The food service industry doesn’t know enough about food safety and hygienic practices. That’s not to say that there aren’t plenty of examples of good practice. And there are certainly plenty of experts in the field running efficient, safe operations. But there is much more still to learn in the industry.
NSF International, an independent organisation developing standards for public health, found that there was a significant shortfall in knowledge of food safety handling practices. The organisation’s assessment of 10,000 trained food handlers discovered that 41% demonstrate insufficient knowledge1.
It’s an alarming reminder that food service demands the highest standards of expertise in safety and hygiene. Falling below these standards can have serious consequences for public health, as well as the restaurant or food outlet in question.
The possible cost of closure, coupled with long-term reputational damage, is substantial. If a sense of responsibility for public health isn’t enough motivation – and it should be – then the business impact risked by having staff falling below safety standards will be ample reason for concern. Some of the food handling professionals falling below standards could be putting your food service business at risk on a regular basis.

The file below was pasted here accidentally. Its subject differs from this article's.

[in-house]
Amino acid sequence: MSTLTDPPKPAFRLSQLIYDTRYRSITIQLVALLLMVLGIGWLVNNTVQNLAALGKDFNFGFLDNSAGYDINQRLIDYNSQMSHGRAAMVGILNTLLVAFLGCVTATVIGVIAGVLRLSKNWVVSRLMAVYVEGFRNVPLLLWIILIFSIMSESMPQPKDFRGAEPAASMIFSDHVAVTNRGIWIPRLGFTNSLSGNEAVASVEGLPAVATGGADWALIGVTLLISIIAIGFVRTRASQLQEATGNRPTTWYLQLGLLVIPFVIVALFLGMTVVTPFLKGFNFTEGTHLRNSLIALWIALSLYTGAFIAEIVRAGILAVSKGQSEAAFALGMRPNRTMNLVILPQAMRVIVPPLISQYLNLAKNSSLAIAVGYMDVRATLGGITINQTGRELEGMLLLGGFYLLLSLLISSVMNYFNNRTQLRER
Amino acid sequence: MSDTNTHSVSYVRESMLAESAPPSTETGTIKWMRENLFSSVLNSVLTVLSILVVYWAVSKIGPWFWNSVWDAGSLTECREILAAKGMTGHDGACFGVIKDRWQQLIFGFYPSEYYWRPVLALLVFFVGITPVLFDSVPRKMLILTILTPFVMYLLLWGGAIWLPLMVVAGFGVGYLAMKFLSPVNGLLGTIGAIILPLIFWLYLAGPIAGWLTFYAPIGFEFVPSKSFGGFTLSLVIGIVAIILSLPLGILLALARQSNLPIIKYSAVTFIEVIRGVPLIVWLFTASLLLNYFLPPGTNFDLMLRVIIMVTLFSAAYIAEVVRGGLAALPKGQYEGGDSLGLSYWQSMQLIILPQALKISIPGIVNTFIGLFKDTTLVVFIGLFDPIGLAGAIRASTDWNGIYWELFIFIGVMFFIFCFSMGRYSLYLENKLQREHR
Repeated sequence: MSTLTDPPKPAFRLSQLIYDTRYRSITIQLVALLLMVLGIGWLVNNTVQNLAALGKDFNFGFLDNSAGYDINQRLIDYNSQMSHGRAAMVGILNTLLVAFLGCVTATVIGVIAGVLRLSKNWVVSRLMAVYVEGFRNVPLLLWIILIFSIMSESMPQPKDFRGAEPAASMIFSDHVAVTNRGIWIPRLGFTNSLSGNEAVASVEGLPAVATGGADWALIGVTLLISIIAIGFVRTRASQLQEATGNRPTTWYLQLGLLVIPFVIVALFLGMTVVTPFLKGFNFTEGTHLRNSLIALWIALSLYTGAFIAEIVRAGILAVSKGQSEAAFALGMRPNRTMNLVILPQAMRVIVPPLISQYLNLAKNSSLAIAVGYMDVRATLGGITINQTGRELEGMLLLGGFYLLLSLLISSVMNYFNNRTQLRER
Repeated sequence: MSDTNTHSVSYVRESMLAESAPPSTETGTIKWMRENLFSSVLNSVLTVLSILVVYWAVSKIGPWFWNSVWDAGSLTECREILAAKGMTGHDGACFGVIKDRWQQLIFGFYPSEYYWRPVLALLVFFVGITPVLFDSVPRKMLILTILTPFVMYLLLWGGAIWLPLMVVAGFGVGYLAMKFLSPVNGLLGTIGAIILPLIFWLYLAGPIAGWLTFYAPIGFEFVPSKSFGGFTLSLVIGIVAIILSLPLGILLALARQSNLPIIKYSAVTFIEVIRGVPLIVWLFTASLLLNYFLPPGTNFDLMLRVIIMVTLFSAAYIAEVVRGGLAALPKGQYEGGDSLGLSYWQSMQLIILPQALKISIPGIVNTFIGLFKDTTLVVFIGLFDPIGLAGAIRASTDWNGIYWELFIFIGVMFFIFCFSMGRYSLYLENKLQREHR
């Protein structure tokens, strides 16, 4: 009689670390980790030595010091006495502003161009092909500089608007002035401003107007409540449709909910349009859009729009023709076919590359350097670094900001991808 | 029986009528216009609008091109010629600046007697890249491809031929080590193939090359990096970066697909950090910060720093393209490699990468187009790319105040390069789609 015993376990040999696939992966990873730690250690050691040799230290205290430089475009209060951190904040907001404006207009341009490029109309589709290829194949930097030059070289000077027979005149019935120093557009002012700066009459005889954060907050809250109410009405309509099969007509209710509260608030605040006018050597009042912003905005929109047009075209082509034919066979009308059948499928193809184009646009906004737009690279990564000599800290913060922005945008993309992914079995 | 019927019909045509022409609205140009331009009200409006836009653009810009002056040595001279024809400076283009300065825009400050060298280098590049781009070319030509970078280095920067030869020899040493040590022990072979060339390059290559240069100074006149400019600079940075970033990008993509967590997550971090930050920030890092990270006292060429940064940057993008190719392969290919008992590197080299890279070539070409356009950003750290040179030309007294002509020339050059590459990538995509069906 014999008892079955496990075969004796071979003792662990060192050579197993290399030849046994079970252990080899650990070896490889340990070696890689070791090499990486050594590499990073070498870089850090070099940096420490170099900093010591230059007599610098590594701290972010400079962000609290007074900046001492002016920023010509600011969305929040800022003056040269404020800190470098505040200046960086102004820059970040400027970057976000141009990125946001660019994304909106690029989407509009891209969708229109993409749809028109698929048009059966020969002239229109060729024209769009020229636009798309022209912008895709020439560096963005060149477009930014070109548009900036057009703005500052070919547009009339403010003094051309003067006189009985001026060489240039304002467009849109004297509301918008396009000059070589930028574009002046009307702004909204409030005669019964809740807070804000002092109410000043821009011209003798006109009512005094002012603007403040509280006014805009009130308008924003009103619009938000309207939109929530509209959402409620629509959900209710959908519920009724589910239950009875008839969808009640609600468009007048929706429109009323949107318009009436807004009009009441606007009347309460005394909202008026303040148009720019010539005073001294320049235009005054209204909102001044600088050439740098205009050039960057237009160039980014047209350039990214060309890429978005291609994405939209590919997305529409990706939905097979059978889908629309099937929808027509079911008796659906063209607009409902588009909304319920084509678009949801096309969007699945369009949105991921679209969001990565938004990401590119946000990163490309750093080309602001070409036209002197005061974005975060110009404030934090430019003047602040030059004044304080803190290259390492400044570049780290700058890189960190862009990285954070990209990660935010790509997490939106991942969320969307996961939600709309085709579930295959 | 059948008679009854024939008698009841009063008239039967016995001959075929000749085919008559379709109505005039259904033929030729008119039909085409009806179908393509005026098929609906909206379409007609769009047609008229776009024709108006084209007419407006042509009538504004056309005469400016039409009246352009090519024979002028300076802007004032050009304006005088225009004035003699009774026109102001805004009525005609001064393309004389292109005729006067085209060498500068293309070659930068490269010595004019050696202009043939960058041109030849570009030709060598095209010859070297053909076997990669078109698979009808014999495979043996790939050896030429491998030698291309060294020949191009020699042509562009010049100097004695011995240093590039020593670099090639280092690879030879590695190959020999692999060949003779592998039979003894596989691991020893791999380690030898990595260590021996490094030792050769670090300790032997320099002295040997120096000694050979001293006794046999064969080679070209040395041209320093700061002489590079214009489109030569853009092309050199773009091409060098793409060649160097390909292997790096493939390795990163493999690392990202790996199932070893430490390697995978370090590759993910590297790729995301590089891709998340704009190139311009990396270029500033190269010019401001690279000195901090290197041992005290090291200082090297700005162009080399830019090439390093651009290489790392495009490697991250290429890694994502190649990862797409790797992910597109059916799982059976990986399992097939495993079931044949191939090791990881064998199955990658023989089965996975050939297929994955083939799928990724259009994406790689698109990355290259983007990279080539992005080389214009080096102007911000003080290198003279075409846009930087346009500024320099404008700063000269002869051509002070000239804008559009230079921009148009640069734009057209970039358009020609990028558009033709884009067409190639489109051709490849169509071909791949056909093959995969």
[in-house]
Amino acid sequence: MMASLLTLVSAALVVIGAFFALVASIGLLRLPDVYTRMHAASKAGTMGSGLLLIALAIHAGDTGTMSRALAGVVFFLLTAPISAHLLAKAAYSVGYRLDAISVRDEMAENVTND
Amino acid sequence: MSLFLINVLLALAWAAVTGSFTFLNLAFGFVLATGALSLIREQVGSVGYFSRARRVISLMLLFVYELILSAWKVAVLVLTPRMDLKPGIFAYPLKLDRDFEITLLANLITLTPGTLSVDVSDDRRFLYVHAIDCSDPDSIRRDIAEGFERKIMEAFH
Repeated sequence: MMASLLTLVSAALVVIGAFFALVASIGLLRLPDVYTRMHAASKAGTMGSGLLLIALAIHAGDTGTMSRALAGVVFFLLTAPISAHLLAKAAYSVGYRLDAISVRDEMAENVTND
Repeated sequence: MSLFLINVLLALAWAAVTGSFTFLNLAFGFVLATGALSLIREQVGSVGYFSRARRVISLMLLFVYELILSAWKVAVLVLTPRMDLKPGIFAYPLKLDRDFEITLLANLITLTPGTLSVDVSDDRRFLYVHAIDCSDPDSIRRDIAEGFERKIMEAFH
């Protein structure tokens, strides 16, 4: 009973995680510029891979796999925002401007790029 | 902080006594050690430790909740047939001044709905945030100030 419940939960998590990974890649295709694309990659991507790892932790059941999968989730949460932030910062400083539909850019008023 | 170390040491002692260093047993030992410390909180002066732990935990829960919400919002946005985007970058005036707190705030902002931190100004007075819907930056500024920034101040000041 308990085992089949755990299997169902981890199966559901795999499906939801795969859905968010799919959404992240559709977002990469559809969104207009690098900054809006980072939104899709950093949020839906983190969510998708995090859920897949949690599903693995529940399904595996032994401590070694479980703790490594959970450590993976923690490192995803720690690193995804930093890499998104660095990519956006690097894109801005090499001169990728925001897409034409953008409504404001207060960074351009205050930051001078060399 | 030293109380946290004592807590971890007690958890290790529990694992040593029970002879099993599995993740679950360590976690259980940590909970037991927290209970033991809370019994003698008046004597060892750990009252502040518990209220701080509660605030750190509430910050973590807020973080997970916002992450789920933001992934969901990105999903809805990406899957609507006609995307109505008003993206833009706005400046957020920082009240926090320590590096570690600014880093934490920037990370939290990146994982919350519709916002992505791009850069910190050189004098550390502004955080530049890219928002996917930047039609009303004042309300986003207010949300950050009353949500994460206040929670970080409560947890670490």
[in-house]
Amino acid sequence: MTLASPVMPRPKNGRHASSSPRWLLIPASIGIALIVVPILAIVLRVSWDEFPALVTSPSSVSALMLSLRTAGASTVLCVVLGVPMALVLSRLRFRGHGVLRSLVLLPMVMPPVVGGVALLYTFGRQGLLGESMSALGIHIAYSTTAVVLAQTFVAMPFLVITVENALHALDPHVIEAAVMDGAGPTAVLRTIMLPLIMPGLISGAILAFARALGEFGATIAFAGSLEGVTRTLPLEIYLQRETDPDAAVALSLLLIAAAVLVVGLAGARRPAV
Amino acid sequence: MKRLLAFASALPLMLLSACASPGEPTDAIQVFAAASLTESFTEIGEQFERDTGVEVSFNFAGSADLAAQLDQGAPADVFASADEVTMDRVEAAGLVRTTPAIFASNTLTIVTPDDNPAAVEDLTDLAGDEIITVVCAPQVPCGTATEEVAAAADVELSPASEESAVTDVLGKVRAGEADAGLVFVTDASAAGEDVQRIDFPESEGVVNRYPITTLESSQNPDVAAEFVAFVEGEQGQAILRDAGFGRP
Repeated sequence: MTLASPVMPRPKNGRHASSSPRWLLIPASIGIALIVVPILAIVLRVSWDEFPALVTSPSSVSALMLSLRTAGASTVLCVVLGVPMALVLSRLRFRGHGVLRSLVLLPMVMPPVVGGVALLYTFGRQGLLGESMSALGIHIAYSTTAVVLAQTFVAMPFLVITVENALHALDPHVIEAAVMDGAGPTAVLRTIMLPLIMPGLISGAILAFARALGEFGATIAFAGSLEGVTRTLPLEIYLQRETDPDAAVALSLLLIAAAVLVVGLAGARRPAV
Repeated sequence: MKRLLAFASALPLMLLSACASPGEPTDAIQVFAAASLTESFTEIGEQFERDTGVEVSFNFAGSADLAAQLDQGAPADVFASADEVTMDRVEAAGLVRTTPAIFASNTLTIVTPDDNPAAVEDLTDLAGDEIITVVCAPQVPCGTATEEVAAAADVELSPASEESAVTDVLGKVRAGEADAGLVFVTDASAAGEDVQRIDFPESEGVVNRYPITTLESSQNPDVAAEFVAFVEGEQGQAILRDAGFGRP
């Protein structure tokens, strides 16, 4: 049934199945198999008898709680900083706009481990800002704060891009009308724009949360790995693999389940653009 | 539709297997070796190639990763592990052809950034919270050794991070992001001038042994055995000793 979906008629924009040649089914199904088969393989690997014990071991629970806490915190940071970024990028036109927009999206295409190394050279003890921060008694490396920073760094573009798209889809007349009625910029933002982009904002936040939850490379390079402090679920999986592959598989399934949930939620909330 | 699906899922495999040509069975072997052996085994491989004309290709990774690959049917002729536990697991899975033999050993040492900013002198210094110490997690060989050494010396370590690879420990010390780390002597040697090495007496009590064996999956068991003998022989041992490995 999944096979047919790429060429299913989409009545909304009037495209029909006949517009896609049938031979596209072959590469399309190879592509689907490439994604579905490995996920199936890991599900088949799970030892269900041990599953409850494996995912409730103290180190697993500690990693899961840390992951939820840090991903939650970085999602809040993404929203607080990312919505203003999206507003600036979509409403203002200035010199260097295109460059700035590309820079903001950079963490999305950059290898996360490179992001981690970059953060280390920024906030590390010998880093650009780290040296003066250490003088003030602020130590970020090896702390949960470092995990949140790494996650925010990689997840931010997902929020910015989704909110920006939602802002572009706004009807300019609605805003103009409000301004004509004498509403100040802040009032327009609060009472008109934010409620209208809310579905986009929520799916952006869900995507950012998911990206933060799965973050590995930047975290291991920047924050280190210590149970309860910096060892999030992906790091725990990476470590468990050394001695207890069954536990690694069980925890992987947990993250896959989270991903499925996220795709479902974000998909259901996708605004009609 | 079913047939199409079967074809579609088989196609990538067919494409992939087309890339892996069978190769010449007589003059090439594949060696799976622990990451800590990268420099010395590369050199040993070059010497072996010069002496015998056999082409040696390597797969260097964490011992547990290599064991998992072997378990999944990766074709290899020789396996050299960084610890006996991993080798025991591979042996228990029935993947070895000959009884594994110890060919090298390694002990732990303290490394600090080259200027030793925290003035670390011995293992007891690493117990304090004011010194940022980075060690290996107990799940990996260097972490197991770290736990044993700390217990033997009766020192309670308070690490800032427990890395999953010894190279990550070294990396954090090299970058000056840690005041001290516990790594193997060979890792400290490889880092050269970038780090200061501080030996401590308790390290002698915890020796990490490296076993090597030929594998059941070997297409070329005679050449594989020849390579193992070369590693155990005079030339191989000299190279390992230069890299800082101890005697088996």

And the popularity of schemes to display the hygiene standards of foodservice businesses shows that it matters. Moves to make hygiene score displays mandatory at restaurants and food outlets (http://www.chicopee-europe.com/archives/how-important-is-food-hygiene-to-a-customer) will help the industry to take ownership of these standards, wearing high scores with pride. The UK appears to be moving to nationwide rollout of mandatory displays – an example others countries could follow.
A welcome addition to the scheme would be top-down guidance on how to meet standards when hygiene scores slip. Some governing bodies already offer training as a reaction to low hygiene scores (http://www.enfieldindependent.co.uk/news/9715102.Council_to_coach_restaurants_with_poor_hygiene/). Wider use of similar initiatives would help create a virtuous cycle of raised standards in food hygiene.